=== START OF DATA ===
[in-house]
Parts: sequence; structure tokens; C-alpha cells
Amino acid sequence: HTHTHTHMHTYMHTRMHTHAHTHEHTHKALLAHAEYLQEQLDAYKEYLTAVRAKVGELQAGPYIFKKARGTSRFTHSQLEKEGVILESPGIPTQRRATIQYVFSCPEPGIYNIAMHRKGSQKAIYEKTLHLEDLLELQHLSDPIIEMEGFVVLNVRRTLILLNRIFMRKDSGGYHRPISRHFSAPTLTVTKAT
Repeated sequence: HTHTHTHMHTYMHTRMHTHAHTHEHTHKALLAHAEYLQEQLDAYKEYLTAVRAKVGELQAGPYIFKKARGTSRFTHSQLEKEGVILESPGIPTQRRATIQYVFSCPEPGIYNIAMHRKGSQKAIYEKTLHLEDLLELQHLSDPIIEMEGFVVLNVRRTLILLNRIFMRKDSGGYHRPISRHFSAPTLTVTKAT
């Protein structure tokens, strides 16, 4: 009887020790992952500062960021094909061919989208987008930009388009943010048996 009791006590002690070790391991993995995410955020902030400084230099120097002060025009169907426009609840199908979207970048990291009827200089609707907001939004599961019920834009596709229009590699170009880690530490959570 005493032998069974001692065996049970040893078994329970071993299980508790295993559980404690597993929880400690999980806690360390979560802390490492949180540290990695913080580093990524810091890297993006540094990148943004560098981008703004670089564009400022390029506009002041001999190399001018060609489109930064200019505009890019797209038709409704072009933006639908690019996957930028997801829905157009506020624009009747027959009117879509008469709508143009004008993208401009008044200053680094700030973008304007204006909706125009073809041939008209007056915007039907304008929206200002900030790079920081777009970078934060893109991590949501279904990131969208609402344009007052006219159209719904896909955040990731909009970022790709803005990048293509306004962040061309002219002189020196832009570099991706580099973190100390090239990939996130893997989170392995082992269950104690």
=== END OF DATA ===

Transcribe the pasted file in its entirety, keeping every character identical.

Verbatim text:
[in-house]
Parts: sequence; structure tokens; C-alpha cells
Amino acid sequence: HTHTHTHMHTYMHTRMHTHAHTHEHTHKALLAHAEYLQEQLDAYKEYLTAVRAKVGELQAGPYIFKKARGTSRFTHSQLEKEGVILESPGIPTQRRATIQYVFSCPEPGIYNIAMHRKGSQKAIYEKTLHLEDLLELQHLSDPIIEMEGFVVLNVRRTLILLNRIFMRKDSGGYHRPISRHFSAPTLTVTKAT
Repeated sequence: HTHTHTHMHTYMHTRMHTHAHTHEHTHKALLAHAEYLQEQLDAYKEYLTAVRAKVGELQAGPYIFKKARGTSRFTHSQLEKEGVILESPGIPTQRRATIQYVFSCPEPGIYNIAMHRKGSQKAIYEKTLHLEDLLELQHLSDPIIEMEGFVVLNVRRTLILLNRIFMRKDSGGYHRPISRHFSAPTLTVTKAT
């Protein structure tokens, strides 16, 4: 009887020790992952500062960021094909061919989208987008930009388009943010048996 009791006590002690070790391991993995995410955020902030400084230099120097002060025009169907426009609840199908979207970048990291009827200089609707907001939004599961019920834009596709229009590699170009880690530490959570 005493032998069974001692065996049970040893078994329970071993299980508790295993559980404690597993929880400690999980806690360390979560802390490492949180540290990695913080580093990524810091890297993006540094990148943004560098981008703004670089564009400022390029506009002041001999190399001018060609489109930064200019505009890019797209038709409704072009933006639908690019996957930028997801829905157009506020624009009747027959009117879509008469709508143009004008993208401009008044200053680094700030973008304007204006909706125009073809041939008209007056915007039907304008929206200002900030790079920081777009970078934060893109991590949501279904990131969208609402344009007052006219159209719904896909955040990731909009970022790709803005990048293509306004962040061309002219002189020196832009570099991706580099973190100390090239990939996130893997989170392995082992269950104690």